RayLign: mourning the loss of our dear colleague Scott Budge
It is with deep sorrow that we mourn the loss of our beloved friend and colleague, Scott Budge, and send our heartfelt condolences to his family. Scott made tremendous contributions to our Firm, our clients and to the industry of Family Business Consulting. He was able to adeptly apply deep technical curiosity for, and knowledge of, human psychology with a real-world understanding of how family relationships are affected by money and business.
His 2007 book, The New Financial Advisor, and decades of articles related to his personal observations, will be cherished as they inform and educate for years to come. Scott would refer to his work with Families and their Advisors as “helping make some of the most important decisions they will make in their lifetimes”. We anticipate a Memorial service sometime over the coming weeks, as well as a special tribute to Scott and his life’s work at our upcoming Gathering on November 2nd. We, along with so many others, are grateful for having him as part of our lives. Those that have had the good fortune to know Scott, refer to him as “calming, caring and wise”. He will be sorely missed, and always in our hearts and minds.
With heavy hearts,
The RayLign Family
We often get asked the question, “who is your client?” For many advisors, the answer is “the person who initiated the work, or whoever is paying for the service”. Since sustainability of the family considers the well-being of each of the individual members, alignment requires consideration for the opportunities and challenges of each family member within the context of the whole.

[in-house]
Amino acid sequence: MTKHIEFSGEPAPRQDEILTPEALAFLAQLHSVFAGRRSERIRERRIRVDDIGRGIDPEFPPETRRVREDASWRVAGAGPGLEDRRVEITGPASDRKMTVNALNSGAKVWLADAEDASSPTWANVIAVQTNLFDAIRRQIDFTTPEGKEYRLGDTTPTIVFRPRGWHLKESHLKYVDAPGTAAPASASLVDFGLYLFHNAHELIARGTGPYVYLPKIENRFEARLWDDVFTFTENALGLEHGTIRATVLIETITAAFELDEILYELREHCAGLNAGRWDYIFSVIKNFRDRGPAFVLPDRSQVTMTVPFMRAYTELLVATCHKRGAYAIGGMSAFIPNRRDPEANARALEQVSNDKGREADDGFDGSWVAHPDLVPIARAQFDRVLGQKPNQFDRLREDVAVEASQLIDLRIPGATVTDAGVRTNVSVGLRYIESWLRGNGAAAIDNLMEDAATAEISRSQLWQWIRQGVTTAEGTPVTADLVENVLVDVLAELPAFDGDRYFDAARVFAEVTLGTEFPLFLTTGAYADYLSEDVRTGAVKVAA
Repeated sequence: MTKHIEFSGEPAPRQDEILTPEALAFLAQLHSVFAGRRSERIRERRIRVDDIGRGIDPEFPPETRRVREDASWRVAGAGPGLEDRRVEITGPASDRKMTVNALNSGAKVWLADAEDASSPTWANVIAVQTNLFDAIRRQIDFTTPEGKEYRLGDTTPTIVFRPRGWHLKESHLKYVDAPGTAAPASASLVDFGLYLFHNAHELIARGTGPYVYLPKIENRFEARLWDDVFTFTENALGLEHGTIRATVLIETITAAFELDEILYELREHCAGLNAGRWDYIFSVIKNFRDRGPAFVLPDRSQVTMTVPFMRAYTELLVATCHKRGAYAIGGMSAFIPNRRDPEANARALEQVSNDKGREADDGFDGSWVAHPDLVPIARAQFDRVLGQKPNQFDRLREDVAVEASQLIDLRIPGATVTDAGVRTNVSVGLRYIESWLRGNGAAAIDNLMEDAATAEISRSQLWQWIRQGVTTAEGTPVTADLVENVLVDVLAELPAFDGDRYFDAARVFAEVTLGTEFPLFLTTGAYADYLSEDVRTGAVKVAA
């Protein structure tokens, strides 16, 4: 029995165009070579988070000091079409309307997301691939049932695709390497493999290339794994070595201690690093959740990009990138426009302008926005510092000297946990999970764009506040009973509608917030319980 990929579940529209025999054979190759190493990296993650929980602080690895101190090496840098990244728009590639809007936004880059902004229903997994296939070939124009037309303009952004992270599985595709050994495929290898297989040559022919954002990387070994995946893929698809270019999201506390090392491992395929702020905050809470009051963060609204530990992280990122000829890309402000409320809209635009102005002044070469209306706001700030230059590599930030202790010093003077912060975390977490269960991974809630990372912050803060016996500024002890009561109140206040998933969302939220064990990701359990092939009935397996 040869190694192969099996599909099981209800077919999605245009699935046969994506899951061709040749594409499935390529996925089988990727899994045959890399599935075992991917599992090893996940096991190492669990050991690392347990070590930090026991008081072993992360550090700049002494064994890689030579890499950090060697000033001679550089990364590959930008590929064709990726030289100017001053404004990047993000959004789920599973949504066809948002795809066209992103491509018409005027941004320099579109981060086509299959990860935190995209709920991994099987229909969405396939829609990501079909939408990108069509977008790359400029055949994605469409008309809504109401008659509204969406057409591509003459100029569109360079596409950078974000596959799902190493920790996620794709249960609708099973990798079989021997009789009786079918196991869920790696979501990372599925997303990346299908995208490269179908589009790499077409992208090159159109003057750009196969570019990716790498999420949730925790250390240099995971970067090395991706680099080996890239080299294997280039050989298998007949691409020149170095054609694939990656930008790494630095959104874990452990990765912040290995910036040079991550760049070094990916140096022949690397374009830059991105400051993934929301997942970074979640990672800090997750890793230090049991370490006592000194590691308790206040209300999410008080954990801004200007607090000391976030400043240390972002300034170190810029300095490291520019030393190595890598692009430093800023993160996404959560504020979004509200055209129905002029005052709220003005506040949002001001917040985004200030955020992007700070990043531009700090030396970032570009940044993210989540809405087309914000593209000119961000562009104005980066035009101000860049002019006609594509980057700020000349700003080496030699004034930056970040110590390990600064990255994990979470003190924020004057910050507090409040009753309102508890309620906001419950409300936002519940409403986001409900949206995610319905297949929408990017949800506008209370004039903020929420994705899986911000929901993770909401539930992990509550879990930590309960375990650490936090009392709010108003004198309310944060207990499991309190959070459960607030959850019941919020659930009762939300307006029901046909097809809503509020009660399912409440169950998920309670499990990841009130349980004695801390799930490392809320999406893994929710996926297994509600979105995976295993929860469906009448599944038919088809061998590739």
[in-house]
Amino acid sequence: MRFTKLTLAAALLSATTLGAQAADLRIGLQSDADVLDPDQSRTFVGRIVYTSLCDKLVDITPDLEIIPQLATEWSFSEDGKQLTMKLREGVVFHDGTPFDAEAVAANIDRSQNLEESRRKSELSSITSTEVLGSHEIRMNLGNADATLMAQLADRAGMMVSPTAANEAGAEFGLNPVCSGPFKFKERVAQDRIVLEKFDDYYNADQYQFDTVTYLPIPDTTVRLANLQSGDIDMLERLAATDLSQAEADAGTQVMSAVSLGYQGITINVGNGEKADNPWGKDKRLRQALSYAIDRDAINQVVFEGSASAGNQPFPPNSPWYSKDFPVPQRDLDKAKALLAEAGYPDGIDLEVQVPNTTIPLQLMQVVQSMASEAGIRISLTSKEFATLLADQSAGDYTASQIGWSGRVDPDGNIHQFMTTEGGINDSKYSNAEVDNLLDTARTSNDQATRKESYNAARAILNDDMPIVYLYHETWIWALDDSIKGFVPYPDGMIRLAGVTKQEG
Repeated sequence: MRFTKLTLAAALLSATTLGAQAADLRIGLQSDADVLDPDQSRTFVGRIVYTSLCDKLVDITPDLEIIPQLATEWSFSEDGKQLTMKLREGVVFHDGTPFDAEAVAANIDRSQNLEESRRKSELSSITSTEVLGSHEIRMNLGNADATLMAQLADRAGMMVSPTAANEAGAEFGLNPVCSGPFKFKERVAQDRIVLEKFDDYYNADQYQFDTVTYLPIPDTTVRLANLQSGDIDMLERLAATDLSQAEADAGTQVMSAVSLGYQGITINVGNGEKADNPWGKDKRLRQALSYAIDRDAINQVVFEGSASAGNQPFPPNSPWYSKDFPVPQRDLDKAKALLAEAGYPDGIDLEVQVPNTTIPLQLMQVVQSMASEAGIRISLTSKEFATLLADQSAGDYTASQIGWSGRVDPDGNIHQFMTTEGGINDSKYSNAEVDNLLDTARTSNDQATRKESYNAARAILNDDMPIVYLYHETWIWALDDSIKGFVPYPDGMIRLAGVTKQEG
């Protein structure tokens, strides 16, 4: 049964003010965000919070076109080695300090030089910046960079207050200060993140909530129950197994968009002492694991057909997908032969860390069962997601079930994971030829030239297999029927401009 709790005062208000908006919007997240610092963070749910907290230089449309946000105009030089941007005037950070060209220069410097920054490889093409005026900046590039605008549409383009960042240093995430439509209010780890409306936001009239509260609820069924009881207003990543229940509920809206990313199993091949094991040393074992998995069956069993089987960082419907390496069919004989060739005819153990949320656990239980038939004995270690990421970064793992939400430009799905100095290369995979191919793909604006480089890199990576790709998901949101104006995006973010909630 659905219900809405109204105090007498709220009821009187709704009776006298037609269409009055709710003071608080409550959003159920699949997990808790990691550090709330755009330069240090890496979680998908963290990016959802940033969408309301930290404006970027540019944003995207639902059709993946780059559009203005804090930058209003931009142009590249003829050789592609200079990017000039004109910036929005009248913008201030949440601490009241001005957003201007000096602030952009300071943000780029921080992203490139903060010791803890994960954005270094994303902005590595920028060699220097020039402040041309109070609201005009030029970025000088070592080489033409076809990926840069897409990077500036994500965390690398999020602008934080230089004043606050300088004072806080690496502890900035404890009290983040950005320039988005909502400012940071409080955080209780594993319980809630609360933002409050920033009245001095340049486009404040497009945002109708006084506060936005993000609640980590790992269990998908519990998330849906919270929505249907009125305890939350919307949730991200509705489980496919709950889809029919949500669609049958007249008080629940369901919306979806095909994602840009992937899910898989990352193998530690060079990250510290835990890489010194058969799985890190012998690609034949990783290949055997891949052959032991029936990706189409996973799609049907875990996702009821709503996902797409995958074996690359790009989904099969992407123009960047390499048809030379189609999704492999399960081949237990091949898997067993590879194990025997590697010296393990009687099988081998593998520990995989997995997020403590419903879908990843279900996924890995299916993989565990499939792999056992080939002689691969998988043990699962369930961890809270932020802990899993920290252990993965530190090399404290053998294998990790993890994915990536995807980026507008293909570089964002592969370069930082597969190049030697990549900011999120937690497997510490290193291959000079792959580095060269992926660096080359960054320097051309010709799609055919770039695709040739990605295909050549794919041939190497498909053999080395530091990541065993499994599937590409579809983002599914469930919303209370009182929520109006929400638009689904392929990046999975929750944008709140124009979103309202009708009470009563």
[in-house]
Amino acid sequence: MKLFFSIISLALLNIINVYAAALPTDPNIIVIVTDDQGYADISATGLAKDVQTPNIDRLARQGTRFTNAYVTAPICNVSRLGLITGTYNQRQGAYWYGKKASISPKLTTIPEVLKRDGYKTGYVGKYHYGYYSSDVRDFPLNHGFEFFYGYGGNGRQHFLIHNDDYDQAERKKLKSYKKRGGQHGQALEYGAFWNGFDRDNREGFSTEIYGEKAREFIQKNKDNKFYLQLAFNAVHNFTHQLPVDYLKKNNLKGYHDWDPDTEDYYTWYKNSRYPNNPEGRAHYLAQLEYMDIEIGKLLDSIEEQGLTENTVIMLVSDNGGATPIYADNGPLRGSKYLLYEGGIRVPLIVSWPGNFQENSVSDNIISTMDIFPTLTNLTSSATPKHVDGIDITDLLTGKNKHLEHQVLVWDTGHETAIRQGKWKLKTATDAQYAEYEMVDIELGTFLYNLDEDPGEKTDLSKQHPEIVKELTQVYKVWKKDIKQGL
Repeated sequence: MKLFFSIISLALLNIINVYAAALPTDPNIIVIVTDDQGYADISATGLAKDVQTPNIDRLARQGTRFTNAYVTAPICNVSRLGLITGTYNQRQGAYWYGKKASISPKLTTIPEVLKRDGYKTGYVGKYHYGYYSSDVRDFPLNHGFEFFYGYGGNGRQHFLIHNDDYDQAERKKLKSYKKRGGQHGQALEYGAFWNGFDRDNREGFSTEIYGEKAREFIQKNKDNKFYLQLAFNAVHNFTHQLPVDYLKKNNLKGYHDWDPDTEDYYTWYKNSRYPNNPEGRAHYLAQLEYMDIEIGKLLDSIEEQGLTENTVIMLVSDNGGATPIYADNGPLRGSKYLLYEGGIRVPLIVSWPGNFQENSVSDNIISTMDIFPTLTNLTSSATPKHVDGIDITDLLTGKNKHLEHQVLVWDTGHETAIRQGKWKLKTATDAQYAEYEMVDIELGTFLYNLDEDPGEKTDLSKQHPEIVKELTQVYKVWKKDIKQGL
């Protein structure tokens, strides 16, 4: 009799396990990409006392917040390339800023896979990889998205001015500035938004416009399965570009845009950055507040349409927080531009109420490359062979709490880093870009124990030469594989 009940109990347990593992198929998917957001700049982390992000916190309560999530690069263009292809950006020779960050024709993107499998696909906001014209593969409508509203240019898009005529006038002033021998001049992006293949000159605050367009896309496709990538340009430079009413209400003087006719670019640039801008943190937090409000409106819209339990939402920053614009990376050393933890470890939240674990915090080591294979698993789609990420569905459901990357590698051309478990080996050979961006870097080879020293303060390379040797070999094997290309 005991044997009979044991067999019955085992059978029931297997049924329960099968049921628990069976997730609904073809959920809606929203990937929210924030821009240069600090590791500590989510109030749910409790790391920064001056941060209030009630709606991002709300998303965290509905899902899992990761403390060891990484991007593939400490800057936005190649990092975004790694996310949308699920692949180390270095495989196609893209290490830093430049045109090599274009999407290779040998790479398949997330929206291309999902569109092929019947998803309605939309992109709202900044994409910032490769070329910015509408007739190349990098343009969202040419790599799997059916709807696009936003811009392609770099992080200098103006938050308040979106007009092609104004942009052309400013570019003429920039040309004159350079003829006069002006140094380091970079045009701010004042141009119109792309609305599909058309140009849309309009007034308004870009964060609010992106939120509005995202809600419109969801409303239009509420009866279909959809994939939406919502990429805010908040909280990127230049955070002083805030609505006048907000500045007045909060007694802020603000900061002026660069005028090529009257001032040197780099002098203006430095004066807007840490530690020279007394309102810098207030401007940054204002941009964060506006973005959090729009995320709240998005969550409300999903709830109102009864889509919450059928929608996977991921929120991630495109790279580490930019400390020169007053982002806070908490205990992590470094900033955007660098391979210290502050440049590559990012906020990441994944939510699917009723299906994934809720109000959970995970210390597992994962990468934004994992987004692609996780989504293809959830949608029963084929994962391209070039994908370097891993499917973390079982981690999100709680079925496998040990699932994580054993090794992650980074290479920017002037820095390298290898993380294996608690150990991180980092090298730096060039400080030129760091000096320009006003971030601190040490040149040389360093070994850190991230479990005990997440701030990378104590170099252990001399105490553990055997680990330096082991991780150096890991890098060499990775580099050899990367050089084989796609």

The resources most families have are the result of wealth created more or less from commercial enterprises. In many cases, these businesses are a dominant concern and even threaten to eclipse the central well-being of the family. Issues that emerge when families work together in operating businesses and the attending transitional complexity associated with family ownership, are frequent “presenting problems” brought to us for scrutiny and solution.
Whether stewarding large or moderately large asset bases, families often have a more or less formal and articulated family office of some kind or another. The structure, systems and processes of these offices can support or undermine what the family is trying to accomplish at various stages in the life of the family’s liquidity and asset concentration strategies through time. As a family’s “second family business,” they are also subject to all of the complications of running any business that is family owned and seeks some form of sustainable contribution to the family’s well-being.
Invariably, there is a more or less trusted and capable set of advisors that are part of the family’s enterprise system. Who they are, what role they play, and how well they function as a team is often extremely important. Clarifying which family members turn to which advisors for what kinds of advice and counsel is extremely important to understanding how our work can complement, support, and sometimes shake up what is going on in the advisory team.
Families have varying forms and approaches to investing, and investments that are variously well or poorly managed. They are often a source of concern for families, and family members typically have a range of relationships to key investment processes on a continuum of complete lack of interest to near obsession. It is not unusual for a family to need to get their investment program right so that they can pay better attention to the other elements of the alignment system that may be crowding out well-being agendas.
Because many of these families have outsized financial resources and influence, they also have amplified social footprints, whether in the form of philanthropic endeavors or public personas. Issues of social identity and personal security are often part of this dimension. Families are increasingly interested in applying consistency across all of their enterprising activities.